Charles the elephant breaking tree branches at the Dinokeng Game Reserve in South Africa.

Whilst travelling round the beautiful shores of the island of Dominica in the Caribbean with Operation Wallacea I happened to capture thus amazing landscape photograph that I am very proud of. It serves as a reminder of the beauty of

This frog was found on the banks of a river, during a night-time amphibian survey. It is one of the four species in Cusuco National Park that the herpetology team survey, for the amphibian disease Chytridiomycosis.

Turtle hatchling going out to sea for the first time on the Dominican coast.

A surprise encounter with this unfazed and stunning lioness.

Corals, sponges and sea-fans photographed whilst diving off Roatan Island.

While on the expedition, our trip to the elementary school in Mahajanga was canceled, as the children were taking their national exams. So instead, we took a tour of the local village. Our first stop was this strong, young mother.

Simple photo of a bird sitting on a tree.

A closely knit group of Foliose Coral grows on the slope of a reef off the Bao Bao Coastline, South East Sulawesi, Indonesia.

Mighty and majestic giraffe surveying his savannah

A Zebra and Impala drinking peacefully side by side out in the bush in South Africa.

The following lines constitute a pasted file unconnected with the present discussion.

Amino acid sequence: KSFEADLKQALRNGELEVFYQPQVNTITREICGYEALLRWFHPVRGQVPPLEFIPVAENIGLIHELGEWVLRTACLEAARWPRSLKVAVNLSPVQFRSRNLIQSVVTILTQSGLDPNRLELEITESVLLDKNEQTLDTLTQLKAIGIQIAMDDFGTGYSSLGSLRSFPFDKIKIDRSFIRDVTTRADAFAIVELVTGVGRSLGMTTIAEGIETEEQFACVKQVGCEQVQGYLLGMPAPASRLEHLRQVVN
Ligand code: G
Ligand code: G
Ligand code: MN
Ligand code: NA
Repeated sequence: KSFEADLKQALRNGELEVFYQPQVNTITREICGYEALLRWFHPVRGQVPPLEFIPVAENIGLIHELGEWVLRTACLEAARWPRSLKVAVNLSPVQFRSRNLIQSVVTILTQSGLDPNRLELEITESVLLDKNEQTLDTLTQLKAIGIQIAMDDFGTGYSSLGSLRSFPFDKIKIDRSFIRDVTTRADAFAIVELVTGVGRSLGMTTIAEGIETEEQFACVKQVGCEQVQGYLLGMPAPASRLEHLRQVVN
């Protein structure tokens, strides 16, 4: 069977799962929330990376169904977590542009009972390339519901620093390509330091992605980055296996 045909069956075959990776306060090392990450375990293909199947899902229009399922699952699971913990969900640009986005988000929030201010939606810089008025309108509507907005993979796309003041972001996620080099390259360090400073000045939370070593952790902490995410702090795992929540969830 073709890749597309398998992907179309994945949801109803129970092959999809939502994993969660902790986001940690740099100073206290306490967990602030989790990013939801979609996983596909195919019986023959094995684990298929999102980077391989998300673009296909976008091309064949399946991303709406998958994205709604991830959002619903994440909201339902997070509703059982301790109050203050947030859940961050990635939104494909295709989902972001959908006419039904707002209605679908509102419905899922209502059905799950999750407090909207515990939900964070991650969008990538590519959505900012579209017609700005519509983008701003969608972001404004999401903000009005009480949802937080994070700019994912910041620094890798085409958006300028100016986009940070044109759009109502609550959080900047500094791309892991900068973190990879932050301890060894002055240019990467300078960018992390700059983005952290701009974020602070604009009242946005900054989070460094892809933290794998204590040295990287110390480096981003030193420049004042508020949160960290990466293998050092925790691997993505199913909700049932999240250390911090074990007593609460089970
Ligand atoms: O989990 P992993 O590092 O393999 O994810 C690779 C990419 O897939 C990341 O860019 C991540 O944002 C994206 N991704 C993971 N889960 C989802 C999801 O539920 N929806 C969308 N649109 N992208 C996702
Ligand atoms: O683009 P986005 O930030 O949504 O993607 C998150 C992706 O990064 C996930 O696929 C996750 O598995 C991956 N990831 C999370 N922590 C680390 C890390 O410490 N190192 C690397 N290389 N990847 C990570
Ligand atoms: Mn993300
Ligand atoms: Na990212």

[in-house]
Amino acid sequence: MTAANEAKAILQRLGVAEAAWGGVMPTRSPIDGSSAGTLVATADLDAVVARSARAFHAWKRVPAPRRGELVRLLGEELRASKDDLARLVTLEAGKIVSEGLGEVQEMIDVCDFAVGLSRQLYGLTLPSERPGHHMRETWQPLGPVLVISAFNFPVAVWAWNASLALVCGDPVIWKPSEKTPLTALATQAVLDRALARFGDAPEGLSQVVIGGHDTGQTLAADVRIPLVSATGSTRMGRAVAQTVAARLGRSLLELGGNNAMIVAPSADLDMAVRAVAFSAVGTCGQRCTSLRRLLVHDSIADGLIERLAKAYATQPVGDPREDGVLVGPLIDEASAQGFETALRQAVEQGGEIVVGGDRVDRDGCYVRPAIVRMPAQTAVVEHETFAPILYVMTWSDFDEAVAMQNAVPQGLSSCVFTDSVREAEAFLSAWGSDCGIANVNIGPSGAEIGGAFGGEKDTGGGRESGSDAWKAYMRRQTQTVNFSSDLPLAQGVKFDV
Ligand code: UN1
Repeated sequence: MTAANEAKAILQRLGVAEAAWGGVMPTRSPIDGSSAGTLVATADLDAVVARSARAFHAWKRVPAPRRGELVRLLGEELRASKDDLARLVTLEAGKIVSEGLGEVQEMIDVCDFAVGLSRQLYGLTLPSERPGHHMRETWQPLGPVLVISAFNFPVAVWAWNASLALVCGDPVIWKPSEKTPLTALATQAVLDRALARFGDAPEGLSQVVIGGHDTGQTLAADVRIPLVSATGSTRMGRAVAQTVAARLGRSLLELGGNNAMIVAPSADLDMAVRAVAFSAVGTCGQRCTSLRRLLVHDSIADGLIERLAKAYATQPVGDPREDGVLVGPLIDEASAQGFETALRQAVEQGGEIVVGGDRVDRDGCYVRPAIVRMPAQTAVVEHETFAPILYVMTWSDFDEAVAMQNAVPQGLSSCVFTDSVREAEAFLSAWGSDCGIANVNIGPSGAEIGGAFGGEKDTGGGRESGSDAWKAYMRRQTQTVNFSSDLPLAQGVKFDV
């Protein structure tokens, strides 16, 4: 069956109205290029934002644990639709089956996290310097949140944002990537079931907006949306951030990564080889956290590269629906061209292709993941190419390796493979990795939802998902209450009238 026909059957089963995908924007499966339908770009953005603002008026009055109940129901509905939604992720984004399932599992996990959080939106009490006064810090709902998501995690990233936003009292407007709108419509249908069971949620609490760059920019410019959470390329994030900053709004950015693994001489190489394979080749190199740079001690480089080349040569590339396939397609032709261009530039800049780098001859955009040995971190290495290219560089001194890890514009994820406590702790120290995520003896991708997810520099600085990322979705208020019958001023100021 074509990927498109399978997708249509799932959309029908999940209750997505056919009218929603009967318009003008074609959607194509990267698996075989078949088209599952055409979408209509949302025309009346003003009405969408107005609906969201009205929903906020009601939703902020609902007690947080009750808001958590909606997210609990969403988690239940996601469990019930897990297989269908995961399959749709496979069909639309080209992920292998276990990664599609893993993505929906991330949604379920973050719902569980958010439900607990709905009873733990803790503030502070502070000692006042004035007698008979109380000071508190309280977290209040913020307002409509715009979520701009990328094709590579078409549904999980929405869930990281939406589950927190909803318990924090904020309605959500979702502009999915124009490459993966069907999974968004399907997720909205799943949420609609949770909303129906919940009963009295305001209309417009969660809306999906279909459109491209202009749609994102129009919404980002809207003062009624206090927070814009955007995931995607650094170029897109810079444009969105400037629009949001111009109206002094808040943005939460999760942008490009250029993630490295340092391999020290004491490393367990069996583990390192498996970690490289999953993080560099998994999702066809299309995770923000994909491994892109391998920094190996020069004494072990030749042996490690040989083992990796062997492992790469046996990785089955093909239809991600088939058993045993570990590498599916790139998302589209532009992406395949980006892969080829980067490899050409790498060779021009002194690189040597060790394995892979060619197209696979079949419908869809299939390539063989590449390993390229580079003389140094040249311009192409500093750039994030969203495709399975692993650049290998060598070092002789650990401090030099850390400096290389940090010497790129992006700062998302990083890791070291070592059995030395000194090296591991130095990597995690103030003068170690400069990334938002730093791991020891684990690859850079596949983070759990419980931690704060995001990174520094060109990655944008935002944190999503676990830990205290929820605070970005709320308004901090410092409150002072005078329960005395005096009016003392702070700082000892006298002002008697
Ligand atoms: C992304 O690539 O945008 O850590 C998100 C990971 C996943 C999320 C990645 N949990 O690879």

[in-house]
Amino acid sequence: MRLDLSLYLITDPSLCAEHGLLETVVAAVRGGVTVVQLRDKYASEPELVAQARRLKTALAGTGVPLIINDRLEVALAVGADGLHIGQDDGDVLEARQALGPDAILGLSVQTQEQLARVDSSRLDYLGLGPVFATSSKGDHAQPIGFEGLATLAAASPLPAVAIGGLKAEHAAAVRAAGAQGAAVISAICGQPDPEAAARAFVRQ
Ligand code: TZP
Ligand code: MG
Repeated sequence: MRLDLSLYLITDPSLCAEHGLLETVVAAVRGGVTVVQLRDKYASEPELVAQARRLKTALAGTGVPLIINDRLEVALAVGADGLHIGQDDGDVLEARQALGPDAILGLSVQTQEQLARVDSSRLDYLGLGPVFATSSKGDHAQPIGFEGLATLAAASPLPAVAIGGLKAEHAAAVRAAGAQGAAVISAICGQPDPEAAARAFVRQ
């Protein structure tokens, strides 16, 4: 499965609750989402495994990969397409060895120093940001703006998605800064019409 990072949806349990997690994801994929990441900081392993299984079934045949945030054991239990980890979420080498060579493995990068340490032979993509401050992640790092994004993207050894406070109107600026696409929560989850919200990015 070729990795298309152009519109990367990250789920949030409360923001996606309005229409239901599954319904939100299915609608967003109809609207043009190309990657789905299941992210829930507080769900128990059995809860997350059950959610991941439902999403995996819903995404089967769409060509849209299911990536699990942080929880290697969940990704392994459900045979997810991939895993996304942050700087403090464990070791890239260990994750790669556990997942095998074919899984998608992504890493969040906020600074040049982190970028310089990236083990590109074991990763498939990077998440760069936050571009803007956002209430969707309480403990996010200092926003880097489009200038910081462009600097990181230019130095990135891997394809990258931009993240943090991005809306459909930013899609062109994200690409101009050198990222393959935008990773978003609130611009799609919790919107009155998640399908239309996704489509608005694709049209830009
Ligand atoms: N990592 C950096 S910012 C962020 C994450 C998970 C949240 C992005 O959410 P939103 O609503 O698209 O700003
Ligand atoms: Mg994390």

Image photographed by Krka Lake in Krka National Park.

Curious Pink River Dolphin captured breaching in the Amazon River.

By far one of the prettiest frogs from the expedition. On a night herp walk at base camp we stumbled upon this frog on a tree.

This new flying frog species, distinguished by its solid yellow color and larger body size (Rhacophorus cf. edentulus nov.), was found perched next to a stream during a nighttime herpetofauna survey on expedition in Indonesia.

Great Tit release after successfully bird-ringing it, Transylvania, Romania, July 2016

butterfly survey

A leaf-tailed gecko ~ taken during a herp session.

A female leaf-nosed snake (Langaha pseudoalluaudi), which is currently being reclassified as a new species, reaching towards the sky

Two of my favourite pictures from a great expedition

dominican native anole smiling for the camera

Members of the group learning how to dive for the open water PADI dive qualification just off the coast of Samos in Greece.

Three days from the end of the South Africa expedition, we went to search for the lions on the reserve. It was incredible to find them and such a memorable experience. They were so relaxed! This is a photo of

A colourful Sally Lightfoot crab on a rock in Tortuga Bay, visited on our first day in the Galapagos Islands, on the second week of the expedition. (can be cropped or zoomed in to get a better view of the

Taken the last morning of our expedition at Balule in South Africa when we went on an early morning survey

The African sun setting behind the Lebombo mountain range and a tall Acacia tortilis (Umbrella thorn tree). Forming the most incredible yellow-orange sky.

This photo was taken during my first week on Hoga. The sunsets on the island often forced us to abandon our Reef Survey Techniques lectures for a few minutes to watch the sun go down!

Adult locust sitting on a tree branch

Asiphephe (left) & Camo engaging in affiliative body contact behaviour and trunk interlocking. A beautiful sight to witness as these two massive beasts show nothing but love and respect for one another. Photo taken: 27.07.17.